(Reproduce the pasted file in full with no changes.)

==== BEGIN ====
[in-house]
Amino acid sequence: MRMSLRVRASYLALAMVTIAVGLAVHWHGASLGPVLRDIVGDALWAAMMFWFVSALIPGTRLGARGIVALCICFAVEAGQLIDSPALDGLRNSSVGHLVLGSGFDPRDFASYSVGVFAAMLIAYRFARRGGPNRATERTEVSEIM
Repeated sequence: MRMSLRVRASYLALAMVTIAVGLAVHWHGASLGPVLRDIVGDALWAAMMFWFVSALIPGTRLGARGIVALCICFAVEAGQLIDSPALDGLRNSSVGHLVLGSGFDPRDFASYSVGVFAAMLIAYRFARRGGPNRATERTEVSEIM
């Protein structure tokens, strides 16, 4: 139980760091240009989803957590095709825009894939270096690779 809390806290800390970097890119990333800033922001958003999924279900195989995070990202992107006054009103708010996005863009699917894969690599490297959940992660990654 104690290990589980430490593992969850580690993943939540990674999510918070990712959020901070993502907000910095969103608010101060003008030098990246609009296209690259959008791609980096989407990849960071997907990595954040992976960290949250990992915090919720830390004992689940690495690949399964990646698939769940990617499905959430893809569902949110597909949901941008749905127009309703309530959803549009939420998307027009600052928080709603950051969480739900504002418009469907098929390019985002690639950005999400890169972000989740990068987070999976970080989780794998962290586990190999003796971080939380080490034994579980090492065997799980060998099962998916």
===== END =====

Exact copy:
[in-house]
Amino acid sequence: MRMSLRVRASYLALAMVTIAVGLAVHWHGASLGPVLRDIVGDALWAAMMFWFVSALIPGTRLGARGIVALCICFAVEAGQLIDSPALDGLRNSSVGHLVLGSGFDPRDFASYSVGVFAAMLIAYRFARRGGPNRATERTEVSEIM
Repeated sequence: MRMSLRVRASYLALAMVTIAVGLAVHWHGASLGPVLRDIVGDALWAAMMFWFVSALIPGTRLGARGIVALCICFAVEAGQLIDSPALDGLRNSSVGHLVLGSGFDPRDFASYSVGVFAAMLIAYRFARRGGPNRATERTEVSEIM
């Protein structure tokens, strides 16, 4: 139980760091240009989803957590095709825009894939270096690779 809390806290800390970097890119990333800033922001958003999924279900195989995070990202992107006054009103708010996005863009699917894969690599490297959940992660990654 104690290990589980430490593992969850580690993943939540990674999510918070990712959020901070993502907000910095969103608010101060003008030098990246609009296209690259959008791609980096989407990849960071997907990595954040992976960290949250990992915090919720830390004992689940690495690949399964990646698939769940990617499905959430893809569902949110597909949901941008749905127009309703309530959803549009939420998307027009600052928080709603950051969480739900504002418009469907098929390019985002690639950005999400890169972000989740990068987070999976970080989780794998962290586990190999003796971080939380080490034994579980090492065997799980060998099962998916």